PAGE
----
Career Management

I can’t tell you how many times I’ve heard some variation of the phrase:

“I majored in _______, therefore I feel my career options are limited.”

That statement is not only illogical, but it couldn’t be further from reality. Regardless of what it says on your degree, you could and should still relentlessly pursue your professional interests. Though, if you want to be successful in chasing those dreams, you are going to have to learn how to write an above-average resume.

Below, I am going to touch upon a new way to approach the process.

Prior to diving into the topic, I’ll give you one fact: if they’re smart, hiring managers tend to care more about character, future potential, knowledge and work ethic more than your major.

Your job search is a business:

…and your resume is your marketing material.

Many entry-level job seekers are unsure whether their resume, college major, internship experience or expertise (or combination of the four) is preventing them from getting the interviews they want. The majority of the time, it’s not their major or internship experience that needs improvement, but rather it’s their resume or the skills they possess.

To pinpoint if it’s you or your resume or knowledge (i.e. skill-set) that requires alteration, it’s most effective to think of your job search as a business. In order to achieve success, a business must have a product that is in demand and a strong as well as a compelling marketing message or sales pitch. In this case, that product is the skill(s) you offer to employers. Your resume is the equivalent of your marketing pamphlet or sales pitch. Prior to formulating marketing material (i.e. your resume), you must first understand the needs and concerns of your target clients.

Once you comprehend what they want, you can determine if your product needs improvement (i.e. you need to learn more skills) or your marketing message (i.e. your resume) needs tweaking.

Going into an unrelated field:

The more unrelated your major is to the job you desire, the more you are going to have to learn on your own. For instance, let’s assume a psychology major is seeking an entry-level marketing job in the pharmaceutical industry.

It’s likely that the individual is going to have to teach themselves skills such as search engine optimization, PPC as well as become familiarized with content management systems (i.e. WordPress). At that point, their resume could say:

“Strong knowledge of key online marketing facets such as SEO, pay per click modeling and content generation.”

By gaining key knowledge in those areas, they put themselves on the same level (if not above) the students who majored in that area.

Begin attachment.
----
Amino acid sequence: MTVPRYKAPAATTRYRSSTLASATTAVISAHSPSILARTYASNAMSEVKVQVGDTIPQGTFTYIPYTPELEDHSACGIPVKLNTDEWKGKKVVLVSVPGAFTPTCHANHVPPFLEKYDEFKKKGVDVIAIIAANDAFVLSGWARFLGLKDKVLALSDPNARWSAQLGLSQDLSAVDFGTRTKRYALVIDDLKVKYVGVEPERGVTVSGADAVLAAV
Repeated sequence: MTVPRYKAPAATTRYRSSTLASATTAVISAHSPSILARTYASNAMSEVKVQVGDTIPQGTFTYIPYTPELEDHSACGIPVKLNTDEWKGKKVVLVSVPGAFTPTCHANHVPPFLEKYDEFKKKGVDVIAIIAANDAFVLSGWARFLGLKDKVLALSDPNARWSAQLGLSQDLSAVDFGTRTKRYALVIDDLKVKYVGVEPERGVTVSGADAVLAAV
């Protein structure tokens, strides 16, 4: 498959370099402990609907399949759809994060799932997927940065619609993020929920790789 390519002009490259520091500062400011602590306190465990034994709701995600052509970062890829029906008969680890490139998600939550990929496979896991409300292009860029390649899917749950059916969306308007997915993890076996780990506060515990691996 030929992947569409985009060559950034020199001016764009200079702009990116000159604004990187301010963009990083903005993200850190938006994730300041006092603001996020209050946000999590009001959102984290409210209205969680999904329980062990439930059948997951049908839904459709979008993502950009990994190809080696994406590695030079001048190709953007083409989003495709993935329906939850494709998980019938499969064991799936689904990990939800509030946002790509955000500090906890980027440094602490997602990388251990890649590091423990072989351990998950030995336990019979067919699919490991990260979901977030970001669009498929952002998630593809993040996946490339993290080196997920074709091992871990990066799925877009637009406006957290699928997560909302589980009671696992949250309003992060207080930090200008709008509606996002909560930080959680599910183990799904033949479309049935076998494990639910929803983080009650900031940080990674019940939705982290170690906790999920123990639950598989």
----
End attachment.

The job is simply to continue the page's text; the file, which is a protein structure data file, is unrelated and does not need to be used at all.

99% of the time, a hiring manager will be less concerned with someone’s major and more concerned as to whether they can do the job.  Your resume should reflect that you have the skills to do that work. Your knowledge should be displayed front and center in easy to read, bulleted and occasionally bolded text.

The steps to follow:

Like I stated prior, the entire foundation of writing a strong entry-level resume begins with knowing who your audience is and what they want.  In order to write the perfect resume, there are 5 simplistic steps:

  1. Define what kind of job you want and what industry you want it in – the more specific you get, you easier it becomes to learn an industry as well as become familiarized with the skill and resume preferences of the employers.
  2. Carefully read the job descriptions associated with that job and vertical – the majority of the time, this document will provide you insight into how the employer thinks, whether you are a potential fit for the position as well as how to tweak your resume to get their attention. Never skim, rather closely examine the document.  Utilize your critical thinking skills in order to gain insight from the perspective of the employer.
  3. List the skills those employers desire – take the time to write down (or type) the exact areas of knowledge necessary. When you focus on one industry at a time, you will quickly see which skills are of top, medium and low priority to target employers. Then, proceed to #4.
  4. Take the time to study and learn the skills you don’t possess – for instance, many marketing jobs will want CMS (content management systems) experience or knowledge. Hit the books and learn how to program WordPress. By doing so, your resume will have the right skills and will put less emphasis on your college major.
  5. Put those skills front and center in your resume – at this moment in time, begin to alter your resume. Using bullet points to clearly point out your acquired skills. Put your major at the bottom of the resume so the hiring manager can focus more on what’s important to that employer and less on your school major which is not an indicator of your success potential at the majority of organizations.


In the long run, your college major does not matter as important as many recent graduates take it to be.  It will only prevent you from getting the job you want if you let it.

About Ken Sundheim

Ken Sundheim is the CEO of KAS Placement, a sales and marketing executive search firm based out of New York City. He is also a writer for Forbes. Follow Ken on Twitter @Ken_Sundheim.

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